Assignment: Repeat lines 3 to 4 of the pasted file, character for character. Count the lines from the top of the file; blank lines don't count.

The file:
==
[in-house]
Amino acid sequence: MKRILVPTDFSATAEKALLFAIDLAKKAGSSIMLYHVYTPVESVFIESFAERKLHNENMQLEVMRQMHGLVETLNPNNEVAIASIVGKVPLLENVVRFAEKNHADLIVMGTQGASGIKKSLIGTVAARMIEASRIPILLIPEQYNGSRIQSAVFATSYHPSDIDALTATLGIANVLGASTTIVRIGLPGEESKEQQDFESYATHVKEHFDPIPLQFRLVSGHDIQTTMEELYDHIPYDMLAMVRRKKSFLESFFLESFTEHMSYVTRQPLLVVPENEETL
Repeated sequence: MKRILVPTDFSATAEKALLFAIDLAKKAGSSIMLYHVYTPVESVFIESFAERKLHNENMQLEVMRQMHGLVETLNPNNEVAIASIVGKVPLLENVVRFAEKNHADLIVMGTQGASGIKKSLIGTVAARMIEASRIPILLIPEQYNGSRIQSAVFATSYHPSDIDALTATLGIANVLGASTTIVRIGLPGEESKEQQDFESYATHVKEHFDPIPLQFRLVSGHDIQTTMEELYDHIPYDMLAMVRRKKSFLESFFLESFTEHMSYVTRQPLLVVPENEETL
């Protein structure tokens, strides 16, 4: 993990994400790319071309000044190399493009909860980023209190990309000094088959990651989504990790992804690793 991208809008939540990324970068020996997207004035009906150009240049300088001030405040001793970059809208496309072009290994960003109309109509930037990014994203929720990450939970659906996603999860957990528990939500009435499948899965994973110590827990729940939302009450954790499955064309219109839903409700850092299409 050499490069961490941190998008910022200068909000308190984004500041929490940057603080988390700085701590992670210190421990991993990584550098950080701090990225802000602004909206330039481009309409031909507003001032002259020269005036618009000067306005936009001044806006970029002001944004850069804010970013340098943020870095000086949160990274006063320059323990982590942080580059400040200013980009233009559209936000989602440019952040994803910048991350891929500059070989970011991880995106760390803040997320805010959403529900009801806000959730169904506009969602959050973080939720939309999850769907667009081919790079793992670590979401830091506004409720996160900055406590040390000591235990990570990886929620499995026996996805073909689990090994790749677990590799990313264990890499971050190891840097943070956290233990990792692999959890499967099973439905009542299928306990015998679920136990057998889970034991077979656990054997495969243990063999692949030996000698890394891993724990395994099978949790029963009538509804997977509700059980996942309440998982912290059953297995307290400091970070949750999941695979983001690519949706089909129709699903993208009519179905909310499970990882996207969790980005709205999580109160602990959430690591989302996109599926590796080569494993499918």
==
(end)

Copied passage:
Repeated sequence: MKRILVPTDFSATAEKALLFAIDLAKKAGSSIMLYHVYTPVESVFIESFAERKLHNENMQLEVMRQMHGLVETLNPNNEVAIASIVGKVPLLENVVRFAEKNHADLIVMGTQGASGIKKSLIGTVAARMIEASRIPILLIPEQYNGSRIQSAVFATSYHPSDIDALTATLGIANVLGASTTIVRIGLPGEESKEQQDFESYATHVKEHFDPIPLQFRLVSGHDIQTTMEELYDHIPYDMLAMVRRKKSFLESFFLESFTEHMSYVTRQPLLVVPENEETL
């Protein structure tokens, strides 16, 4: 993990994400790319071309000044190399493009909860980023209190990309000094088959990651989504990790992804690793 991208809008939540990324970068020996997207004035009906150009240049300088001030405040001793970059809208496309072009290994960003109309109509930037990014994203929720990450939970659906996603999860957990528990939500009435499948899965994973110590827990729940939302009450954790499955064309219109839903409700850092299409 050499490069961490941190998008910022200068909000308190984004500041929490940057603080988390700085701590992670210190421990991993990584550098950080701090990225802000602004909206330039481009309409031909507003001032002259020269005036618009000067306005936009001044806006970029002001944004850069804010970013340098943020870095000086949160990274006063320059323990982590942080580059400040200013980009233009559209936000989602440019952040994803910048991350891929500059070989970011991880995106760390803040997320805010959403529900009801806000959730169904506009969602959050973080939720939309999850769907667009081919790079793992670590979401830091506004409720996160900055406590040390000591235990990570990886929620499995026996996805073909689990090994790749677990590799990313264990890499971050190891840097943070956290233990990792692999959890499967099973439905009542299928306990015998679920136990057998889970034991077979656990054997495969243990063999692949030996000698890394891993724990395994099978949790029963009538509804997977509700059980996942309440998982912290059953297995307290400091970070949750999941695979983001690519949706089909129709699903993208009519179905909310499970990882996207969790980005709205999580109160602990959430690591989302996109599926590796080569494993499918």